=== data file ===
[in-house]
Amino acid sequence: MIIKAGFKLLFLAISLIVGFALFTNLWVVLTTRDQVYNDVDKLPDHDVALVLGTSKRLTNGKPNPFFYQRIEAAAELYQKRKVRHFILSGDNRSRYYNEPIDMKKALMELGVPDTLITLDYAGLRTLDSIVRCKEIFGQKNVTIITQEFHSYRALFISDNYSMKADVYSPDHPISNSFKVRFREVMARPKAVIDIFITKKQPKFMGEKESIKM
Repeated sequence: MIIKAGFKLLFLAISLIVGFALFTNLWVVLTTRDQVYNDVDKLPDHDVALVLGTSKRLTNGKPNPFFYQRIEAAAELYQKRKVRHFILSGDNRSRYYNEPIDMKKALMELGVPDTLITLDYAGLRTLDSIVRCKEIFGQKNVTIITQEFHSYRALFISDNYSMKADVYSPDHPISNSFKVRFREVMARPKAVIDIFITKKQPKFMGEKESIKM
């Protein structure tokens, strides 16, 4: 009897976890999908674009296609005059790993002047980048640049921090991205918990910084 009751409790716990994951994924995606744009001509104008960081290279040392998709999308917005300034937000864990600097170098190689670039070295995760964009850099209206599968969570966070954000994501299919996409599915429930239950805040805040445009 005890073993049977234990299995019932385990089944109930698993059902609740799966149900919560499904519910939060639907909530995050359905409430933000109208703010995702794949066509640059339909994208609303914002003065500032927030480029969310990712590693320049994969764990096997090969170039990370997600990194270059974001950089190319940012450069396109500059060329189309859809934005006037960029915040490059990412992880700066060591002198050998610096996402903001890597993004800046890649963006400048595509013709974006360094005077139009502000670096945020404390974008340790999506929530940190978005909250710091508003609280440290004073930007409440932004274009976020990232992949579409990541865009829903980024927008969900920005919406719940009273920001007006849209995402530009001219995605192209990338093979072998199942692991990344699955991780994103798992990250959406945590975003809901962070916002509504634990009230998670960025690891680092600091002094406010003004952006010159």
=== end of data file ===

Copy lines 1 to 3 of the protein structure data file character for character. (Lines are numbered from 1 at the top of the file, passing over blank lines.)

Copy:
[in-house]
Amino acid sequence: MIIKAGFKLLFLAISLIVGFALFTNLWVVLTTRDQVYNDVDKLPDHDVALVLGTSKRLTNGKPNPFFYQRIEAAAELYQKRKVRHFILSGDNRSRYYNEPIDMKKALMELGVPDTLITLDYAGLRTLDSIVRCKEIFGQKNVTIITQEFHSYRALFISDNYSMKADVYSPDHPISNSFKVRFREVMARPKAVIDIFITKKQPKFMGEKESIKM
Repeated sequence: MIIKAGFKLLFLAISLIVGFALFTNLWVVLTTRDQVYNDVDKLPDHDVALVLGTSKRLTNGKPNPFFYQRIEAAAELYQKRKVRHFILSGDNRSRYYNEPIDMKKALMELGVPDTLITLDYAGLRTLDSIVRCKEIFGQKNVTIITQEFHSYRALFISDNYSMKADVYSPDHPISNSFKVRFREVMARPKAVIDIFITKKQPKFMGEKESIKM